Want another example? Mrs. Wilkinson, the snappy dance teacher is a big, juicy important role in both film and musical. She was brilliantly played by Julie Walters in the film, and she’s a vital SUPPORTING character who plays a big role but disappears for much of the film, which works in the context and language of cinema. You love the character and you might miss her, but the structure and narrative of film allows for that character to step back, (if the film is well written and directed). But, that doesn’t work in the construction of musical theater. Billy Elliot, the boy, is the star of Billy Elliot The Musical and that’s fine, but the narrative demands of theater need their characters to behave and perform in different ways. A female leading role in a stage musical, even a character role, requires a certain growth and expectation. Mrs. Wilkinson onstage, (and very ably played by Broadway veteran actress Faith Prince) dominates the first act, and largely disappears for the second. The character of the father takes over for the second half of the show and because that character isn’t as interesting as Mrs. Wilkinson, the show suffers. Yes, that was the plot of the film, and it works fine in that medium, but on stage it makes for poor theater. You keep hoping, Dad will drop dead and the fun lady will swoop in to take things over, but it never happens. (And, let me note that Rich Hebert as Billy’s dad is fine in the role. It’s not the actor’s fault that his character isn’t as interesting as Mrs. Wilkinson!) If Billy Elliot: The Musical was being created in 1958 by Jule Styne and George Abbott and they had this problem adapting a film to stage, they would have simply done the sensible thing: made Mrs. Wilkinson the co-star to Billy and had HER take Billy to London. But, musical theater creators today can’t do that…or, at least think they can’t tamper that much with the original lest the fans howl. It’s a mistake on their part. They need to stop slavishly revering cinema and remember to make good THEATER.
I’m done kvetching about the folly of adapting film to stage. Billy Elliot The Musical does have its lumpen moments, and it takes awhile to get going, but when the show works, it can do some amazing things, most of which can be attributed to Stephen Daldry’s frequently brilliant direction and the choreography of Peter Darling. The two men have collaborated on achieving the impossible of making staged action/dance sequences seem like edited sequences of film with character movements and actions choreographed with the music that manage to advance the story through time and place with a vivid pace and cinematic energy. Early in Act One the number “Solidarity” combines the striking miners clashing with the massive police force sent by Margaret Thatcher and entwining it with the story and motions of a child’s ballet class. The images of the violence of the men and their passion and anger interacting with the innocence and charm of children was powerful and commanding. There are times when this musical feels more like a modern dance piece than a traditional form of musical theater and that is all due to the artistry of Mr. Daldry and Mr. Darling. Their work shines again in the first act closing number, simply titled “Angry Dance” when Billy Elliot releases his frustrations through dance, with the backdrop of the riot gear equipped police advancing menacingly on the boy. It was a brilliant piece of dance staging and choreography and astonishingly performed by last night’s Billy, Lex Ishimoto. That scene alone was worth the price of admission.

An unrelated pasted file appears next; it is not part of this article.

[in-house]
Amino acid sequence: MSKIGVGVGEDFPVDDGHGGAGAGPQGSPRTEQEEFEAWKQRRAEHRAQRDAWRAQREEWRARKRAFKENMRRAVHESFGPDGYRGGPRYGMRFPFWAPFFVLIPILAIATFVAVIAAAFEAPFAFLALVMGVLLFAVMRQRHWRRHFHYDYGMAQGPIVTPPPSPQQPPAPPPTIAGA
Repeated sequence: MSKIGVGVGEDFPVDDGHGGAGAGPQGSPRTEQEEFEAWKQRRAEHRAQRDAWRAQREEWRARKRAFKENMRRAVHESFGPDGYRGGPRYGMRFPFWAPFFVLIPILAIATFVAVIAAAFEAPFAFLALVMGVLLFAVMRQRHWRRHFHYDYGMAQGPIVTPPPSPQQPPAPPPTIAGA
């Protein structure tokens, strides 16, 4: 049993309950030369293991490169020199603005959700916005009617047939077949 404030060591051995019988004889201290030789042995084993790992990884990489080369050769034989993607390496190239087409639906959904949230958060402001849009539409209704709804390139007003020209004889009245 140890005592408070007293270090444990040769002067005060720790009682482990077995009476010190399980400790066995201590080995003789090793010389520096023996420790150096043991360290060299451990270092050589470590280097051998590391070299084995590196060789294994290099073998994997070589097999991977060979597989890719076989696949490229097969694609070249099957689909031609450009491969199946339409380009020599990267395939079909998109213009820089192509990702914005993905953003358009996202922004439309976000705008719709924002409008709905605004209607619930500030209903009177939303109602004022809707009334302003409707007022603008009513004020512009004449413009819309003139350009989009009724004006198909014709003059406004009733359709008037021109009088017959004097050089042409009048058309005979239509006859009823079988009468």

As for Mr. Ishimoto, who alternates in the very demanding role with three other actors, the young actor did a brilliant job with the dance aspects of the role and made an appealing actor and a passable singer which works fine in the context of the show. The part requires that a professional dancer play this role and how many professional 11 or 12 year old boy dancers do you know who can sing and act? (If you do, send them to www.BeBilly.com. Yes, it’s a real site…the sad fact of the matter is, the tiny number of kids with the talent to play this role, quickly age out of it. Billy can’t have a deep voice or hairy legs!)
The rest of the cast did an excellent job with the big stand out for me, being Griffin Birney as Billy’s cross-dressing, Baby Gay to be friend Michael. Mr. Birney is a Broadway kid who can do it all; sing, act and dance and he won the audience over with his big number “Expressing Yourself”. (Note to directors/choreographers of future productions of “Billy”: Drop the stupid dancing dresses from the number. It doesn’t need them. The talent of the kids is plenty. Leave that kind of kitsch to Disney.)
Technically and from a design point, the show was very well done though the sound at times was a bit muddy which could also be partly attributed to the North Country accents used, which can be hard to understand.
Do I recommend Billy Elliot The Musical? Yes, with a couple of reservations, but the heart of this show is in the dancing and it is in those moments that both the character and the musical get to soar.